Latin America presents a series of specific challenges for the automotive original equipment manufacturers willing to operate in the region, among which is a deeply rooted and institutionalized unofficial aftermarket, where cheaper generic, counterfeited (generally of Asian origin) or even stolen replacement parts are commercialized, sometimes as authentic.
However, as vehicles become increasingly software-oriented, interconnected with their environment by the Internet of Things (IoT) and autonomously driven, a new automotive ecosystem is forecasted to be redefined, enabled by innovative technologies, proposing a solution to what up to now was a resigned coexistent relationship among OEMs, alternative distributors, insurance companies and customers.
Having the value of the digital crypto-currency "Bitcoin" increase astonishingly in the past months, much of the public attention has been drawn into understanding the revolutionizing technology that supports it, Blockchain, and its multiple possibilities of application in the different industries.
Beyond its application in financial services, stocks trading, insurance, health care and energy management, certainly it presents some promising prospects for the Latin American automotive industry as well.
Blockchain architecture applies data cryptography and peer-to-peer networking technology to create a digital decentralized public ledger that records transactions and secures them simultaneously in multiple nodes.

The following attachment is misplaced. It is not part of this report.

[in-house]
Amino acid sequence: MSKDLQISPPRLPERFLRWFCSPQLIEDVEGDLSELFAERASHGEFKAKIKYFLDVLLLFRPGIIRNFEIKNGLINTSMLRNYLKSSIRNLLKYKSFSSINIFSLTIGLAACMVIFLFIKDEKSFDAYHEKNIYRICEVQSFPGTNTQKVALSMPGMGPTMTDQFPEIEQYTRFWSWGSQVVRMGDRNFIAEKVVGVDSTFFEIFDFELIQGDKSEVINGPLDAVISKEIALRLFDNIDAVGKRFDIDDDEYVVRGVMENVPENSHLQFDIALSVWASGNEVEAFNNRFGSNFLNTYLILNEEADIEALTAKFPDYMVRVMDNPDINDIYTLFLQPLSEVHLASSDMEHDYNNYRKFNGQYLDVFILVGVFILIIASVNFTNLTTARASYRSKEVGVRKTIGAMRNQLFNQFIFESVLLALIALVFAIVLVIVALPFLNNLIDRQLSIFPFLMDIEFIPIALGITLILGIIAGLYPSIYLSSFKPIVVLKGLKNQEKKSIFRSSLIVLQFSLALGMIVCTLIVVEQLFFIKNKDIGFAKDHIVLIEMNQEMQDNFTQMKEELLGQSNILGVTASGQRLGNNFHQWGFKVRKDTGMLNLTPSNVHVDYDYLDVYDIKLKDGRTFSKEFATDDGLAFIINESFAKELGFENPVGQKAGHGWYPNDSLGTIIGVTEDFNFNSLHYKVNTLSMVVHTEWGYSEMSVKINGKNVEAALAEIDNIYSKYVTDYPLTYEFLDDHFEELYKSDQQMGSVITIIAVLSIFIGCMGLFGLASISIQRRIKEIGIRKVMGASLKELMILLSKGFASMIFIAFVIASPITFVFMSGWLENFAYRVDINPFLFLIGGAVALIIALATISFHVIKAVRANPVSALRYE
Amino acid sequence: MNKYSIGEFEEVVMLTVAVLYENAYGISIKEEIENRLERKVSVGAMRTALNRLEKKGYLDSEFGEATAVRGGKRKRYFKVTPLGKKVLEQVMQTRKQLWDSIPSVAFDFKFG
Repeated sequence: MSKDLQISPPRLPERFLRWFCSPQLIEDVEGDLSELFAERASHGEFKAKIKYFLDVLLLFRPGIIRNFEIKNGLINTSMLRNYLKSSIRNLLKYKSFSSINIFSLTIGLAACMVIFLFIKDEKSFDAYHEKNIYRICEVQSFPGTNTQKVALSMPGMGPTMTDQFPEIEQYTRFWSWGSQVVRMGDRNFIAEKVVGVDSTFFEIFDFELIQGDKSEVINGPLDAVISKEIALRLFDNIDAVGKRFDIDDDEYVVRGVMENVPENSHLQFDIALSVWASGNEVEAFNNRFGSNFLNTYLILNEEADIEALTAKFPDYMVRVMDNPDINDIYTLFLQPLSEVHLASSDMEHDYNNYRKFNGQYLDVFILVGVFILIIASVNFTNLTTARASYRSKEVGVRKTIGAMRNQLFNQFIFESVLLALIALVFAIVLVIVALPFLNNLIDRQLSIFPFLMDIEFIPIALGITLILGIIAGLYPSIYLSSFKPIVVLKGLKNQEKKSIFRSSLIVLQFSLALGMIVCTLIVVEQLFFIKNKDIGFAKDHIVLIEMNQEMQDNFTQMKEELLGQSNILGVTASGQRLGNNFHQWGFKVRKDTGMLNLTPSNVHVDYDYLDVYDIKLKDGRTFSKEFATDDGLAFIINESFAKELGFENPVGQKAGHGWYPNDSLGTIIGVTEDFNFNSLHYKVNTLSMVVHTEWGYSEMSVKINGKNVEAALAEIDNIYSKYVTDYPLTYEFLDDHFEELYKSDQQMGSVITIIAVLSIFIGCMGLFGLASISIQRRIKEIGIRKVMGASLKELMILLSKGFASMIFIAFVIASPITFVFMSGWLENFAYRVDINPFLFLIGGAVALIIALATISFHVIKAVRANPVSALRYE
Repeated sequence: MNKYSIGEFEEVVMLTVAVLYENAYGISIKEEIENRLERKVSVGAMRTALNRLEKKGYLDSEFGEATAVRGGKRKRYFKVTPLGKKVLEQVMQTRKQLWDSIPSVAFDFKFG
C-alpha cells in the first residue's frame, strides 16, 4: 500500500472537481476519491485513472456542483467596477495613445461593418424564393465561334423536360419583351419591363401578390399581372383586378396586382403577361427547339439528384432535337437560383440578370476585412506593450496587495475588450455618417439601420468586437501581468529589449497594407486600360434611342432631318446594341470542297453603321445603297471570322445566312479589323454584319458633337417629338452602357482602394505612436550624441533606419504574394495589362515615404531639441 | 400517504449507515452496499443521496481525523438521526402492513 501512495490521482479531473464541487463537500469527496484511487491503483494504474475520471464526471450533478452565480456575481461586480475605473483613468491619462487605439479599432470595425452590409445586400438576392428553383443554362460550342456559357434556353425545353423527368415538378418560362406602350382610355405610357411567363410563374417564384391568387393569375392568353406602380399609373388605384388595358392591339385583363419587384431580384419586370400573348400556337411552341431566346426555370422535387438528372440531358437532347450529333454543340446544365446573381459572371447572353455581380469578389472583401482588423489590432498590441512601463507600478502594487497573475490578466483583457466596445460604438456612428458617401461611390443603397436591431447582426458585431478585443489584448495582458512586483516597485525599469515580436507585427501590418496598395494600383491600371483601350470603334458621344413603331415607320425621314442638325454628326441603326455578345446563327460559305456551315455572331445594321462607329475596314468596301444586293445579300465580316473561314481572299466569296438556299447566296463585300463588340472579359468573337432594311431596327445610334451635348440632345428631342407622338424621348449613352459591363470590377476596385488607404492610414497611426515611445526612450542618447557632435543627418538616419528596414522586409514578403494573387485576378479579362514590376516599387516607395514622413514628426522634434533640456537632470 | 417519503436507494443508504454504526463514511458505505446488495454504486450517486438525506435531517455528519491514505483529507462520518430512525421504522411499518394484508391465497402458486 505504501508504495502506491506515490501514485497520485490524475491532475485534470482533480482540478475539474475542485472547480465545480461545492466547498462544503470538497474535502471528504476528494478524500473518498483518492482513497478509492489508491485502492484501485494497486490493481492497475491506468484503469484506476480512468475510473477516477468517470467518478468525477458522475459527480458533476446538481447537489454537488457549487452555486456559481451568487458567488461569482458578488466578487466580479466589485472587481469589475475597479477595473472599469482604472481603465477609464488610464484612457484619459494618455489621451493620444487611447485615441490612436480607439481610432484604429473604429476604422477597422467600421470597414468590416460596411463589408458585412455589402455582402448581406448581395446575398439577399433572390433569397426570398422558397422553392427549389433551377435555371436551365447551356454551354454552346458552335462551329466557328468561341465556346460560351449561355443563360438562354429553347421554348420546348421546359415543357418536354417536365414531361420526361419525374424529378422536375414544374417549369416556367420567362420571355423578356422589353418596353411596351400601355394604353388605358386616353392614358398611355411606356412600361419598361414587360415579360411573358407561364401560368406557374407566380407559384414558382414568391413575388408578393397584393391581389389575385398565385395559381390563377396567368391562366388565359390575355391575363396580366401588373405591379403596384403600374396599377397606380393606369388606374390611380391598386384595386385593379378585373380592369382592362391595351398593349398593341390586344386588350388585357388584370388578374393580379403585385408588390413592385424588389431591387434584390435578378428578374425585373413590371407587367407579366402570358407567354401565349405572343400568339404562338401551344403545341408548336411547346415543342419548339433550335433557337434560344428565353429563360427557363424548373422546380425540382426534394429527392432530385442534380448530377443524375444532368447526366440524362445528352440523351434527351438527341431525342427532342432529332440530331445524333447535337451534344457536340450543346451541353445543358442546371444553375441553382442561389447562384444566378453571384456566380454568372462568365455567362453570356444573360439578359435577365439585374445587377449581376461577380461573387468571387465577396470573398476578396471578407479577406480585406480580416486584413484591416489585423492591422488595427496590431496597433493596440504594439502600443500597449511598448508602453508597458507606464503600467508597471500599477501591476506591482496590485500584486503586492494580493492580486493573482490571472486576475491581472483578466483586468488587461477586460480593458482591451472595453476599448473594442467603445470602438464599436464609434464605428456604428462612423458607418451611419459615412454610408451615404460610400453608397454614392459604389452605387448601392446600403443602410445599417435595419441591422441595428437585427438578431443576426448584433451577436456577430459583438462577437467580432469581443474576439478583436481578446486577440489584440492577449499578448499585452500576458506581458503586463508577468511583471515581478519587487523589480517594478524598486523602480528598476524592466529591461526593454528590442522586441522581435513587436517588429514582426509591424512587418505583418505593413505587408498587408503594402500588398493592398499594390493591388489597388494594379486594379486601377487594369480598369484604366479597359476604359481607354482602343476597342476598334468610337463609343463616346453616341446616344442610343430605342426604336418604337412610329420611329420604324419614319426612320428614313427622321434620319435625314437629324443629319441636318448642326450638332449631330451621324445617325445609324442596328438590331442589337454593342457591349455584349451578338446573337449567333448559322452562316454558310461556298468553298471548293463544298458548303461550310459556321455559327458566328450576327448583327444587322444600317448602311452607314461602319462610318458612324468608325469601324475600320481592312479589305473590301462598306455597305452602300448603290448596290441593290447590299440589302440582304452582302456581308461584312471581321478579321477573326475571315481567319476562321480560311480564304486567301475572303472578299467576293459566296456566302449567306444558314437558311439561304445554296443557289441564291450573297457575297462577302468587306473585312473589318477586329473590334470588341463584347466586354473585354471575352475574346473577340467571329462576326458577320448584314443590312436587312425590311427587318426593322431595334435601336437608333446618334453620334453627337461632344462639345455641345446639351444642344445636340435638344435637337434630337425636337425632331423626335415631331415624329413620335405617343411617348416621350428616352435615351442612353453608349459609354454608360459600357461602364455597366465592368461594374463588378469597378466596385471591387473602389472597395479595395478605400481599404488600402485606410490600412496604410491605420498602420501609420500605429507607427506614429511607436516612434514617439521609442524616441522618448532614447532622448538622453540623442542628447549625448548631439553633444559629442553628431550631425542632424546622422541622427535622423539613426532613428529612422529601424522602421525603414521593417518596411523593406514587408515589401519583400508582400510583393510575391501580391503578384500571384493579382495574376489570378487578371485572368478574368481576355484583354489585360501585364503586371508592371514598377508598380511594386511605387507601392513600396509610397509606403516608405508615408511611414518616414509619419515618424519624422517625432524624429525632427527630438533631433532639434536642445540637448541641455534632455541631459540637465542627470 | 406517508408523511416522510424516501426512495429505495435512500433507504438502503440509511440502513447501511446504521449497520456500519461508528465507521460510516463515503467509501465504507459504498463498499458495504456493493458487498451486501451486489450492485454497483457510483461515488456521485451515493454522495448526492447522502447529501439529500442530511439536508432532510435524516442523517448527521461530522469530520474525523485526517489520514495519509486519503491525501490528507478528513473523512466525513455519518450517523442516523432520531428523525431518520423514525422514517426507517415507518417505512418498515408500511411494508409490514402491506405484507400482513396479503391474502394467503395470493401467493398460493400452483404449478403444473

Each valid transaction is verified and added as a new block to the chain, becoming an unmodifiable record. This system powers more than 700 digital currencies backed up by general network consensus, which is a key element in this technology's functioning.
Now, as data become the fundamental resource to be mined and administered, Blockchain proposes a disruptive way for auto makers, dealerships, aftermarket distributors, used car dealers, insurance companies and consumers to manage transactions, in a more reliable, secured and personalized way.
Traditionally, each manufactured vehicle has a vehicle identification number (VIN) assigned to it as it comes off of the assembly line. This 17-digit code helps to identify specific vehicle's features, such as OEM, model, year, country of origin or type of engine.
When a customer decides to go to a dealership to replace a broken light or mirror, check the engine or simply get the annual routine service, the clerks at the workshop identify and track the specific replacement part codes and prices out of a centralized database accessible only to official dealerships, decoding the VIN number.
However, in this customer-dealer relationship, there is always a natural asymmetry of information, as most of the times the driver is not familiar with technical specifications of his or her vehicle's (mal)function.
Imagine a more extensive identification code for each individual vehicle. Imagine a decentralized node network that acts as a full-time, ever-expanding ledger of each of the thousands of parts that compose a vehicle (and of the entire vehicle), permanently reporting data from the time the parts were manufactured, assembled, suffered failures or reached their conventional life span/usage limit, until disposal.